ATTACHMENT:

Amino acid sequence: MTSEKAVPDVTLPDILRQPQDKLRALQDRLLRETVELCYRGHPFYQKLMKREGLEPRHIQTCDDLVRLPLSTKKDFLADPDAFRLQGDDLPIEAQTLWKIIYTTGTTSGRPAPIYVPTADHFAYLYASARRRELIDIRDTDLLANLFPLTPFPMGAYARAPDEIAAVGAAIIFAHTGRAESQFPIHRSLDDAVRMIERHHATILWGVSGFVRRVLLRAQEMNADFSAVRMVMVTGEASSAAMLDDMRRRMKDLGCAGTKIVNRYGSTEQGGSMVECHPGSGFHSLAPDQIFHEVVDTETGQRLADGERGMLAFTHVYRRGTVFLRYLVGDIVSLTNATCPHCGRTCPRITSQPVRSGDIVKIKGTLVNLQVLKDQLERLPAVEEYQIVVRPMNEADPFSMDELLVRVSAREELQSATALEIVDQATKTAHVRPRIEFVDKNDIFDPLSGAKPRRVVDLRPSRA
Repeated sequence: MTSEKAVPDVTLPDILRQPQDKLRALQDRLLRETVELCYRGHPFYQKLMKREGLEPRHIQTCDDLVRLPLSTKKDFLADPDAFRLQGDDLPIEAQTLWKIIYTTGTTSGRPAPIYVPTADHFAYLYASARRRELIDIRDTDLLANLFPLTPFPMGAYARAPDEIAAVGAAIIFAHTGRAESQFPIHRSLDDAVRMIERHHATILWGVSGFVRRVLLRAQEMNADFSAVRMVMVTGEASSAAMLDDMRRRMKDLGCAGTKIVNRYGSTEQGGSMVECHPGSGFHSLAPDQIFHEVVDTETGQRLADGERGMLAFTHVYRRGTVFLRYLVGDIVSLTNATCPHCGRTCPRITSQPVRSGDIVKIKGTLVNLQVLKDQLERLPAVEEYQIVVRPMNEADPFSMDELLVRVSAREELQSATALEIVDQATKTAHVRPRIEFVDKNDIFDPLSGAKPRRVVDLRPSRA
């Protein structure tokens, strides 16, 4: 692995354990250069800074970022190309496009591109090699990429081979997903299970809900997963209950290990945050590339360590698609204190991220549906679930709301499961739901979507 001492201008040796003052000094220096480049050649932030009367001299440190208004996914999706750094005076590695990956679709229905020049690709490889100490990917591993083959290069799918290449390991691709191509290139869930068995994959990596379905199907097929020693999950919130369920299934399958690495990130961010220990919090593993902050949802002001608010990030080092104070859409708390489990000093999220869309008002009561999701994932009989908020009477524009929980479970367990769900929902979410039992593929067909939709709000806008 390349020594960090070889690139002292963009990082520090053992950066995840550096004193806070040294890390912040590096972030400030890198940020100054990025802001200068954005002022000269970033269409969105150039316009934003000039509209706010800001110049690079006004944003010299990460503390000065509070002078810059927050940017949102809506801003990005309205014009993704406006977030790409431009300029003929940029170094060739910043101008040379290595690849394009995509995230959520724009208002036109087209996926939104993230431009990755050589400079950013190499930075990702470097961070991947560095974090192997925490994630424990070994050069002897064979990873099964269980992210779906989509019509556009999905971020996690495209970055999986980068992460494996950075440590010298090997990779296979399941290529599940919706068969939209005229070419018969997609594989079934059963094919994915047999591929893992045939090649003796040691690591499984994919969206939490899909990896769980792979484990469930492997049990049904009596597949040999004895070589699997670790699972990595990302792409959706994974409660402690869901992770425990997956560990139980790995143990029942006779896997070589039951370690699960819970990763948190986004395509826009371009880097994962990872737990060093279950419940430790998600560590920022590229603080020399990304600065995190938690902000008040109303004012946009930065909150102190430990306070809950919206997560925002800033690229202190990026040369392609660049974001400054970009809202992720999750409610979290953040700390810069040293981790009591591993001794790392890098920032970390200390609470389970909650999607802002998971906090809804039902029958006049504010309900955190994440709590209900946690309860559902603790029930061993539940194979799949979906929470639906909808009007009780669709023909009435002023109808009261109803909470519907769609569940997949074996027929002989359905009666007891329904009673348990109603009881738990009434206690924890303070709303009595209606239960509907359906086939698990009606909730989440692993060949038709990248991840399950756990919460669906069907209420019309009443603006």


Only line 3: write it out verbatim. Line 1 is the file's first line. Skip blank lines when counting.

């Protein structure tokens, strides 16, 4: 692995354990250069800074970022190309496009591109090699990429081979997903299970809900997963209950290990945050590339360590698609204190991220549906679930709301499961739901979507 001492201008040796003052000094220096480049050649932030009367001299440190208004996914999706750094005076590695990956679709229905020049690709490889100490990917591993083959290069799918290449390991691709191509290139869930068995994959990596379905199907097929020693999950919130369920299934399958690495990130961010220990919090593993902050949802002001608010990030080092104070859409708390489990000093999220869309008002009561999701994932009989908020009477524009929980479970367990769900929902979410039992593929067909939709709000806008 390349020594960090070889690139002292963009990082520090053992950066995840550096004193806070040294890390912040590096972030400030890198940020100054990025802001200068954005002022000269970033269409969105150039316009934003000039509209706010800001110049690079006004944003010299990460503390000065509070002078810059927050940017949102809506801003990005309205014009993704406006977030790409431009300029003929940029170094060739910043101008040379290595690849394009995509995230959520724009208002036109087209996926939104993230431009990755050589400079950013190499930075990702470097961070991947560095974090192997925490994630424990070994050069002897064979990873099964269980992210779906989509019509556009999905971020996690495209970055999986980068992460494996950075440590010298090997990779296979399941290529599940919706068969939209005229070419018969997609594989079934059963094919994915047999591929893992045939090649003796040691690591499984994919969206939490899909990896769980792979484990469930492997049990049904009596597949040999004895070589699997670790699972990595990302792409959706994974409660402690869901992770425990997956560990139980790995143990029942006779896997070589039951370690699960819970990763948190986004395509826009371009880097994962990872737990060093279950419940430790998600560590920022590229603080020399990304600065995190938690902000008040109303004012946009930065909150102190430990306070809950919206997560925002800033690229202190990026040369392609660049974001400054970009809202992720999750409610979290953040700390810069040293981790009591591993001794790392890098920032970390200390609470389970909650999607802002998971906090809804039902029958006049504010309900955190994440709590209900946690309860559902603790029930061993539940194979799949979906929470639906909808009007009780669709023909009435002023109808009261109803909470519907769609569940997949074996027929002989359905009666007891329904009673348990109603009881738990009434206690924890303070709303009595209606239960509907359906086939698990009606909730989440692993060949038709990248991840399950756990919460669906069907209420019309009443603006």